The sport honors a decades-long coach of wrestling — and of life

A coach becomes more than just a person with a whistle when, after an athlete has finished his time playing under that coach, he or she decides to follow the same path, to help others as they have been helped.

John Casebeer was inducted into the Washington State Wrestling Coaches Association Hall of Fame on Oct. 24 following a 30-year coaching career in the Edmonds School District, including stops Alderwood Junior High School in Lynnwood, Mountlake Terrace High School, Brier Terrace Middle School in Lynnwood, and finally Alderwood Middle School.

While serving in those positions, Casebeer made wrestling fun and exciting for kids often seeing the sport for the first time, gave them a solid foundation in the fundamentals, and on numerous occasions, set kids on a path to be involved in the sport for most of their adult lives.

Outside of the wrestling room, Casebeer served as a surrogate father to many of the kids he coached, in one instance inviting future colleague Gregg Ortega to live with he and his wife, Marilyn, during Ortega’s senior year of high school.

In another, Casebeer identified a seventh-grader who hung around the wrestling room at a time when only eighth- and ninth-graders were allowed to wrestle in junior high school. Casebeer encouraged the young man, allowing him to serve as a team manager until he could compete.

“He was just a rare breed of kid who just had that grit and toughness where quitting wasn’t even in his vocabulary, and he would push himself to become the best he could be,” Casebeer said of a young Randy Couture, who would grow up to win a state championship at Lynnwood High School, an NCAA championship at Oklahoma State, six world championships as a mixed martial artist, and induction into the Ultimate Fighting Championship (UFC) Hall of Fame.

Casebeer often took kids whose fathers were absent or disinterested in the outdoors on hunting, fishing and camping trips, to introduce them to one of his passions outside of wrestling.

“I wouldn’t be doing what I’m doing right now if I didn’t wrestle for coach Casebeer,” said Blaine Gilchrist-Smith, a 30-year coaching veteran who currently heads the wrestling program at Archbishop Murphy High School and nominated his former mentor for induction into the WSWCA Hall of Fame after wrestling for Casebeer at Alderwood. “I probably couldn’t count all of the lives he’s impacted, and now I’ve impacted lives as well. It’s a ripple effect. It’s pretty amazing.”

Casebeer was inducted to the WSWCA Hall of Fame as a middle school coach, but spent five seasons at Mountlake Terrace High School from 1980-1985, where he produced one state champion (Ron Oberg in 1984) and 25 state tournament participants.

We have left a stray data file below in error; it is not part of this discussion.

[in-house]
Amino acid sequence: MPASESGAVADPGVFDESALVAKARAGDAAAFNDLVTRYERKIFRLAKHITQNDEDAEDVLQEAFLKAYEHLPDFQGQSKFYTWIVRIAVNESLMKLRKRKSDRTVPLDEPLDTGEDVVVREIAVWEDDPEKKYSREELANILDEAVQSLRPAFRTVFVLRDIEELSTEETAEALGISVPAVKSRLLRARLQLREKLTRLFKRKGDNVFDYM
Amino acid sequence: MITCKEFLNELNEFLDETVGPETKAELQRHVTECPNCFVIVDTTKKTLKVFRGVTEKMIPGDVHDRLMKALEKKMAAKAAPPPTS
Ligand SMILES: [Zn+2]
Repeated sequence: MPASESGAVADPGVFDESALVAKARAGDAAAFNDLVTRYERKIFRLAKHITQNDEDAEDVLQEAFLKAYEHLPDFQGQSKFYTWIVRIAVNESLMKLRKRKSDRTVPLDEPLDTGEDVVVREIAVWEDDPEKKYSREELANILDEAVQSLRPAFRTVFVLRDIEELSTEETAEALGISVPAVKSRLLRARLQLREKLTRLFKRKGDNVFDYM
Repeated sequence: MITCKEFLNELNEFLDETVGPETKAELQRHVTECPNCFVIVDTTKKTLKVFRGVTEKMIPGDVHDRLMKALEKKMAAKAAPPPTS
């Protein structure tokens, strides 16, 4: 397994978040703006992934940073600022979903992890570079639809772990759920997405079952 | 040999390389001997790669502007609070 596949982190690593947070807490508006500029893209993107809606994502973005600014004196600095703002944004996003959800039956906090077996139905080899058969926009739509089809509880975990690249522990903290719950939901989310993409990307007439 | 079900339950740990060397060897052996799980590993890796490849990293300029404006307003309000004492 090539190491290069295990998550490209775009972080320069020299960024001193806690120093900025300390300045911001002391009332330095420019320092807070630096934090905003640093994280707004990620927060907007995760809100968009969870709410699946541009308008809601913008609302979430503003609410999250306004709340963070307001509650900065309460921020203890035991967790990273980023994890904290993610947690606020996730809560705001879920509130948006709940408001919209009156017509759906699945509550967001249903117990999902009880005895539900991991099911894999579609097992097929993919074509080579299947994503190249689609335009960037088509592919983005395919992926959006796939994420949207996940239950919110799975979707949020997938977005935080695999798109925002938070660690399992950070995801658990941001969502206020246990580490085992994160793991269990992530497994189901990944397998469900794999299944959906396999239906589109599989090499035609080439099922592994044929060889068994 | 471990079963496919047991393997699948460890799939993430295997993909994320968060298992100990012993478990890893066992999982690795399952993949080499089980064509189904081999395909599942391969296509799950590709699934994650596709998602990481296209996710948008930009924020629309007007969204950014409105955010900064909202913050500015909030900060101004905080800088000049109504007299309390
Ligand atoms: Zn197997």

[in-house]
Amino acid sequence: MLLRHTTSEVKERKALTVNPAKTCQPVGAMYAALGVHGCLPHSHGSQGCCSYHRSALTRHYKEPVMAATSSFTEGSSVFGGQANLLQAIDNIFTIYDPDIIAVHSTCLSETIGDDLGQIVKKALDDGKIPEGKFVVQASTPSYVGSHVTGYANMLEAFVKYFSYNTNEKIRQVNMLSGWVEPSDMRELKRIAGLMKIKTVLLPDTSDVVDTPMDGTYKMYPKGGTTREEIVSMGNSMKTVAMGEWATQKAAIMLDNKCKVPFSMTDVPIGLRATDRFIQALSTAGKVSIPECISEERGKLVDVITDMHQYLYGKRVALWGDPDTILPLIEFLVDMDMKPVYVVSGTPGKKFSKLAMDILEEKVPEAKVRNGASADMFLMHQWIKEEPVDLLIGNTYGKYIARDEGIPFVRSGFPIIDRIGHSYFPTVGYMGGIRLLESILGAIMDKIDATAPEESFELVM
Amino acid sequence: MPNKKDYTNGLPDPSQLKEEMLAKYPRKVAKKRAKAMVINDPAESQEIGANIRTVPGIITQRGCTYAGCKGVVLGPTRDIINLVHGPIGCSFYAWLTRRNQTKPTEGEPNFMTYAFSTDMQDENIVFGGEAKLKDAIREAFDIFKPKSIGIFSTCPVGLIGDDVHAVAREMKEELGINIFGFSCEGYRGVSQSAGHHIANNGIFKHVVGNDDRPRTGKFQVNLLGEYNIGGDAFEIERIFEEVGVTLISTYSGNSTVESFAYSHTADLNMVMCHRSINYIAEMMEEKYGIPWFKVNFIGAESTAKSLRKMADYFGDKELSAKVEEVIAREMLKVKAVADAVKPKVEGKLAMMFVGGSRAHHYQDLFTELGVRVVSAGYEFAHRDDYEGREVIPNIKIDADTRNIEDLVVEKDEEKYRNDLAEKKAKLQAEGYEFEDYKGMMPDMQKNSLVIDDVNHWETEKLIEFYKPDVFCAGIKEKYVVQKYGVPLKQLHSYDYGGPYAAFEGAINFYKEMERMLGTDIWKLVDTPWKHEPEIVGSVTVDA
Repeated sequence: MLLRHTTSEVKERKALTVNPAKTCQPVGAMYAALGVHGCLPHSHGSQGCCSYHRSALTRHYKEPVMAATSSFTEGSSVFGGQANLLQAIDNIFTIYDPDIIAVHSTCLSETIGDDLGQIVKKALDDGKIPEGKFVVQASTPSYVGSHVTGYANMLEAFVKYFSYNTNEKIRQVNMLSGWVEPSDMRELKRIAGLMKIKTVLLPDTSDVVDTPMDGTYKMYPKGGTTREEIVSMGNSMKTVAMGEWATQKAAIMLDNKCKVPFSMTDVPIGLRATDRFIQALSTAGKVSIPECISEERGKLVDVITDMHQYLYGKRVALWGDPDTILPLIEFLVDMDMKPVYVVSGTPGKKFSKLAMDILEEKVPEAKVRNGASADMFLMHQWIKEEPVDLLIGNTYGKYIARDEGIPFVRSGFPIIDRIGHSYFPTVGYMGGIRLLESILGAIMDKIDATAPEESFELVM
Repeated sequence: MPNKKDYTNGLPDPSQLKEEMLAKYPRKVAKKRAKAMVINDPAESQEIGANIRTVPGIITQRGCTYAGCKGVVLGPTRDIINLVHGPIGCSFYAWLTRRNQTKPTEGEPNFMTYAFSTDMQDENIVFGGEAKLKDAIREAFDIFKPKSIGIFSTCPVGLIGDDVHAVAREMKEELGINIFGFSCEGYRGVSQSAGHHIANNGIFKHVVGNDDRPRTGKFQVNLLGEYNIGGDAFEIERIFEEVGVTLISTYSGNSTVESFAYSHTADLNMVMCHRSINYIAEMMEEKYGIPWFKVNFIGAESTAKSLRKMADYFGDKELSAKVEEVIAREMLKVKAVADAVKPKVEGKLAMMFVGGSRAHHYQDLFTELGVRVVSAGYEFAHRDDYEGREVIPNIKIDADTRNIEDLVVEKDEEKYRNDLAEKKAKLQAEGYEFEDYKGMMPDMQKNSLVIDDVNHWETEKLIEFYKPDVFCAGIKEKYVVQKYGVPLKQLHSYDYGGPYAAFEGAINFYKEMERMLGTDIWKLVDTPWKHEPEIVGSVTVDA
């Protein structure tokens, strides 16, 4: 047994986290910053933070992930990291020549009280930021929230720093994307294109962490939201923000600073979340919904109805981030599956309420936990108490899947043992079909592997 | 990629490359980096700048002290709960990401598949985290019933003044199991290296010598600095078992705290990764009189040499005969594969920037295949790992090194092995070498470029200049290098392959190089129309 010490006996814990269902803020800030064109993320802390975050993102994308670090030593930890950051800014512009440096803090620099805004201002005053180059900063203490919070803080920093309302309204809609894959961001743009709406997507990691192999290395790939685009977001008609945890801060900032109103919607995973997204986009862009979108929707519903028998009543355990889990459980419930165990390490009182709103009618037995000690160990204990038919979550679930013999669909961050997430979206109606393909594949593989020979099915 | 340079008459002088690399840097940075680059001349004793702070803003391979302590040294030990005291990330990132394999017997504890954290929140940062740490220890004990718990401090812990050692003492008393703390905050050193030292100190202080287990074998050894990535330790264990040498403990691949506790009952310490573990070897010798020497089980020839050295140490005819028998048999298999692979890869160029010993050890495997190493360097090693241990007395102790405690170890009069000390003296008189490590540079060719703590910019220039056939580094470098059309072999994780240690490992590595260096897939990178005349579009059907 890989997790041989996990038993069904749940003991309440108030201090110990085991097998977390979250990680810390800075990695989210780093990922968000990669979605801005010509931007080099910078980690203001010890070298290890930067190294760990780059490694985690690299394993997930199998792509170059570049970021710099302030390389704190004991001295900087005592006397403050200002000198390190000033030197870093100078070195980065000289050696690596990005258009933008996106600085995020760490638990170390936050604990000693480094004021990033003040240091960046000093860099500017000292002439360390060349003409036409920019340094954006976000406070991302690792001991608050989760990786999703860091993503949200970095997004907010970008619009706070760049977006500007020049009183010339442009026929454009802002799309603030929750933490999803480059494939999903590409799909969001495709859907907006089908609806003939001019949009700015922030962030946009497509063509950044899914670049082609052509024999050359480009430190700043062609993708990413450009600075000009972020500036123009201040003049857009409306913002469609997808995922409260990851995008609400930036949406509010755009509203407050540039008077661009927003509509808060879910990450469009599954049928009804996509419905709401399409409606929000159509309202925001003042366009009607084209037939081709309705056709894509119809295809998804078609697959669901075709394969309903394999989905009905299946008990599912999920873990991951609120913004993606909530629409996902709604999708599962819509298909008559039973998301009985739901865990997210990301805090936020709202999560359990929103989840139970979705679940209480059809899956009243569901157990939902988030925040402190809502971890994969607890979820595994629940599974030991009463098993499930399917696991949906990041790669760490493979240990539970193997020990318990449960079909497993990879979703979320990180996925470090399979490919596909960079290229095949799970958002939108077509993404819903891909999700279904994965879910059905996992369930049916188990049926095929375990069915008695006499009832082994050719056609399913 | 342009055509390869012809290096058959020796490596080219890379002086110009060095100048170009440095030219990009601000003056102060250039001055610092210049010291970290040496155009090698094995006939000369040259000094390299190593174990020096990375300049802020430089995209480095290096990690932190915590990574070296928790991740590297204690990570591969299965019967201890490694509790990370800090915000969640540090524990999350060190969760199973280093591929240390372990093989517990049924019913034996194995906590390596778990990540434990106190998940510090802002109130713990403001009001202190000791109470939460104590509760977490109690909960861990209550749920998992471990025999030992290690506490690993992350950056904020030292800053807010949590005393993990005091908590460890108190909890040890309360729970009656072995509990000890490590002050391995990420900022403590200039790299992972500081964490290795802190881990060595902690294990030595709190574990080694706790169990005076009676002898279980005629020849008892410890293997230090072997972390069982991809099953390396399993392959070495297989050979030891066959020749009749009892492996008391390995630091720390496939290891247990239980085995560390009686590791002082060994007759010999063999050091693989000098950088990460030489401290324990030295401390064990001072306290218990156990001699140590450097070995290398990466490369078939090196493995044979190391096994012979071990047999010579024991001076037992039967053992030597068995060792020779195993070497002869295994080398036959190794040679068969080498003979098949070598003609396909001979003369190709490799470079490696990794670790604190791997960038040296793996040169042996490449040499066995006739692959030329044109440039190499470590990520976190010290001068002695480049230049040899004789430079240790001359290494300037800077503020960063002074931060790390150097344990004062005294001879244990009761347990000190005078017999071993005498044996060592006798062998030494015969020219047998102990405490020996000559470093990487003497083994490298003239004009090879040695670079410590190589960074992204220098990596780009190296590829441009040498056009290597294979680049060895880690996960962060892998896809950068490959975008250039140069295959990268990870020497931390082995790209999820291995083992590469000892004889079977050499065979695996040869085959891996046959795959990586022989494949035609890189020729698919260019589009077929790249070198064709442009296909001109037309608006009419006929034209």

The 70-year-old Casebeer has another life in wrestling as a member of the Snohomish County Wrestling Officials Association, where he has worked for 27 years. For the first 12 years of his tenure as an official, Casebeer coached and officiated concurrently, a practice that was more common in those days.

Casebeer is a no-nonsense arbiter who takes his job very seriously. He doesn’t hesitate for a moment to call one or both wrestlers on the mat for stalling, which he sees as a scourge of the sport.

“Whenever we see him, it’s laughs and giggles before the match, but then we both get serious,” Stanwood wrestling coach Ray Mather said of Casebeer. “He tries to take his vision of what good wrestling should look like and apply it as an official. He remembers how wrestling used to be, but I’m pretty impressed with how he’s acclimated to how much the sport has changed.”

Casebeer still officiates a regular schedule, working matches on Tuesdays or Thursdays and a grueling tournament schedule on Saturdays, and plans to do so for the foreseeable future.

“I’ve been blessed with very good health,” Casebeer said. “I don’t have a date (to retire), I’ll just do it until my body doesn’t allow me to do it anymore.”

At every match he officiates, fans are treated to the great theater of what Mather calls “The Casebeer inch”, where Casebeer, while lying on his side as a wrestler is in a pinning predicament, holds up a hand and narrows the distance between his thumb and index finger to tell the crowd just how close the wrestler is to being pinned.

Casebeer grew up in Mullan, Idaho, as the son of a miner. John and Bertha Casebeer raised three children in Mullan — young John and two girls — but moved to Lynnwood when the mine shut down.

The elder Casebeer went to work as a Snohomish County road foreman, building roads in the area while his son grew into a prep wrestling star.

Casebeer won a state championship as an Edmonds High School senior in 1963, and went on to greater success at Central Washington University after a year at what was then called Everett Junior College. He placed third at the NAIA national tournament in 1968, earning All-America honors under legendary coach Eric Beardsley, himself a member of the WSWCA Hall of Fame.

Casebeer took his first teaching job at Alderwood Junior High immediately after graduating from CWU, and set about perfecting his recruiting pitch to youngsters who had never been exposed to Olympic wrestling, in the days before there were youth wrestling clubs in most communities.